Sectarian terrorism is a product of fierce competition between Iran and Saudi Arabia for the leadership of the Muslim world. The struggle between the two countries has to be seen from a historical perspective. Till the 15th century Iran was a sunni majority country but this changed in the beginning of the 16th century when Ismail Safavid came to power and made the ithna ashari school of shiaism the state religion. Those who did not convert were confronted with the choice of either facing death or exile. The few who survived were confined to Baluchistan, Kurdistan and Khuzestan. Since the 1920s, petroleum has been the main industry and the affluence thus generated enabled the government to pursue more assertive internal policies. After the 1979 revolution, orthodox shiaism became the state ideology as a result of which the sunnis became even more marginalized. Of the estimated 14 million sunnis in Iran, who account for about 10 percent of the population, none are in government.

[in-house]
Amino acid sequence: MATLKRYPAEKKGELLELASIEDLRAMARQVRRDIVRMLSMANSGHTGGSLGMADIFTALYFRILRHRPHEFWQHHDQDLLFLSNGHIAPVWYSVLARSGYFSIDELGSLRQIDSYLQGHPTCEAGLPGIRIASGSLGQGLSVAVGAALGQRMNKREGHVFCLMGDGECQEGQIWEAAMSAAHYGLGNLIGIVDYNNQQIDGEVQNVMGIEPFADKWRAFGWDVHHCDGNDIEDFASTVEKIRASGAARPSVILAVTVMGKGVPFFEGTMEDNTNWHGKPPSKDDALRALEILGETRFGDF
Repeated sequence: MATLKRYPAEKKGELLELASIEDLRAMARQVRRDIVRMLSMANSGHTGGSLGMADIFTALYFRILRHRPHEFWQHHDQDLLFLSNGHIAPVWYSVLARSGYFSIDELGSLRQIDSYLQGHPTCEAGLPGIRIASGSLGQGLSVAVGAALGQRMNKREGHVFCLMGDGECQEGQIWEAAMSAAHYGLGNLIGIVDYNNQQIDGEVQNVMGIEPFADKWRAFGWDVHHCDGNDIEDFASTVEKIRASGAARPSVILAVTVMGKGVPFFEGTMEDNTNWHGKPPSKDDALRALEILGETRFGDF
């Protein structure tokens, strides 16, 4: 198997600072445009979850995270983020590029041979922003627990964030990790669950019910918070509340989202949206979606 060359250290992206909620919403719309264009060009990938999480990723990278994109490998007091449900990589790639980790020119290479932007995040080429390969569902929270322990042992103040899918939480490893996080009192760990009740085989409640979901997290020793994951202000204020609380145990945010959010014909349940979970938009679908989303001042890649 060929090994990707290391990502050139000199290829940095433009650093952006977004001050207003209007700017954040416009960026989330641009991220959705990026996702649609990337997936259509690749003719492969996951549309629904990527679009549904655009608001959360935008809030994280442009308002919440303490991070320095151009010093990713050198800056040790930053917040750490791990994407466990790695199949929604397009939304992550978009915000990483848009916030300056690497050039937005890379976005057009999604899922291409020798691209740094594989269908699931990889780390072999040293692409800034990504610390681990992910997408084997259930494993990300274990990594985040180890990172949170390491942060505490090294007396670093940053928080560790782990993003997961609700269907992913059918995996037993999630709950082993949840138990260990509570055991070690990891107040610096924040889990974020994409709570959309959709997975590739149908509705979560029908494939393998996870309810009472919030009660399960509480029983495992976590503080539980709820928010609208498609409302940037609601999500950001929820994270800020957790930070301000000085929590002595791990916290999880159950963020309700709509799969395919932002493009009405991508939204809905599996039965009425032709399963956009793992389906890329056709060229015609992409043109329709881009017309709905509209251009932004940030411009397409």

In Saudi Arabia the armed struggle of the Wahabis was directed against the traditional sunnis as well as the shia minority. Abdul Aziz bin Saud whose struggle for supremacy began in 1902 culminated in 1932 with the proclamation of the Kingdom of Saudi Arabia. With the ascendency of the House of Saud, the Wahabi interpretation of Islam became the official ideology as a result of which the shias, who constituted between 3 and 5 percent of the population, were persecuted and confined to the eastern provinces. In March 1938 vast oil reserves were discovered and, like in Iran, the burgeoning wealth prompted the state to vigorously enforce the Wahabi ideology.